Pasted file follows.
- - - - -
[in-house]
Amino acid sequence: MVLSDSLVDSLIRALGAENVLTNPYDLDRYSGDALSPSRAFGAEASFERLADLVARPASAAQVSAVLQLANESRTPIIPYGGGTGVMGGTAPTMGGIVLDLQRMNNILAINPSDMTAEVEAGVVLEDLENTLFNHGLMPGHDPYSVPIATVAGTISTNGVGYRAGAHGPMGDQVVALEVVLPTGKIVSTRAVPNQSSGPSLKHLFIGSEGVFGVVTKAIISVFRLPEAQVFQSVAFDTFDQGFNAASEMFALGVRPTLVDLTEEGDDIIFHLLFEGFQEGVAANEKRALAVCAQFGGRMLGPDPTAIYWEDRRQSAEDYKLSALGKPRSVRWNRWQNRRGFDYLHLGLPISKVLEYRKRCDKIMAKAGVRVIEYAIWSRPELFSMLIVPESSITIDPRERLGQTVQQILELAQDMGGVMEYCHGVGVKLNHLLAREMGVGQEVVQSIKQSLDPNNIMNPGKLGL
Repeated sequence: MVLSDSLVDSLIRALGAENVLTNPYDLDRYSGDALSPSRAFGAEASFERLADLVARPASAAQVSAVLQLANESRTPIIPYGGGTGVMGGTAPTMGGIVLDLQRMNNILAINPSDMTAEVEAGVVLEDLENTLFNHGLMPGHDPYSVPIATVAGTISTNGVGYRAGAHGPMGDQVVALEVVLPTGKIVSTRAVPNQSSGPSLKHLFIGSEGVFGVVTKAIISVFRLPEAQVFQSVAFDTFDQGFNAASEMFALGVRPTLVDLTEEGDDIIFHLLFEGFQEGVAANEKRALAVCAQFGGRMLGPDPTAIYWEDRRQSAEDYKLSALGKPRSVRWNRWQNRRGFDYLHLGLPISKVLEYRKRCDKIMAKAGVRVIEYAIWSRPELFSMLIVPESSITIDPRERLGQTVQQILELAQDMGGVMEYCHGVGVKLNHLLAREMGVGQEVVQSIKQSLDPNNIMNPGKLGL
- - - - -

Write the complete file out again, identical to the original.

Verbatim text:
[in-house]
Amino acid sequence: MVLSDSLVDSLIRALGAENVLTNPYDLDRYSGDALSPSRAFGAEASFERLADLVARPASAAQVSAVLQLANESRTPIIPYGGGTGVMGGTAPTMGGIVLDLQRMNNILAINPSDMTAEVEAGVVLEDLENTLFNHGLMPGHDPYSVPIATVAGTISTNGVGYRAGAHGPMGDQVVALEVVLPTGKIVSTRAVPNQSSGPSLKHLFIGSEGVFGVVTKAIISVFRLPEAQVFQSVAFDTFDQGFNAASEMFALGVRPTLVDLTEEGDDIIFHLLFEGFQEGVAANEKRALAVCAQFGGRMLGPDPTAIYWEDRRQSAEDYKLSALGKPRSVRWNRWQNRRGFDYLHLGLPISKVLEYRKRCDKIMAKAGVRVIEYAIWSRPELFSMLIVPESSITIDPRERLGQTVQQILELAQDMGGVMEYCHGVGVKLNHLLAREMGVGQEVVQSIKQSLDPNNIMNPGKLGL
Repeated sequence: MVLSDSLVDSLIRALGAENVLTNPYDLDRYSGDALSPSRAFGAEASFERLADLVARPASAAQVSAVLQLANESRTPIIPYGGGTGVMGGTAPTMGGIVLDLQRMNNILAINPSDMTAEVEAGVVLEDLENTLFNHGLMPGHDPYSVPIATVAGTISTNGVGYRAGAHGPMGDQVVALEVVLPTGKIVSTRAVPNQSSGPSLKHLFIGSEGVFGVVTKAIISVFRLPEAQVFQSVAFDTFDQGFNAASEMFALGVRPTLVDLTEEGDDIIFHLLFEGFQEGVAANEKRALAVCAQFGGRMLGPDPTAIYWEDRRQSAEDYKLSALGKPRSVRWNRWQNRRGFDYLHLGLPISKVLEYRKRCDKIMAKAGVRVIEYAIWSRPELFSMLIVPESSITIDPRERLGQTVQQILELAQDMGGVMEYCHGVGVKLNHLLAREMGVGQEVVQSIKQSLDPNNIMNPGKLGL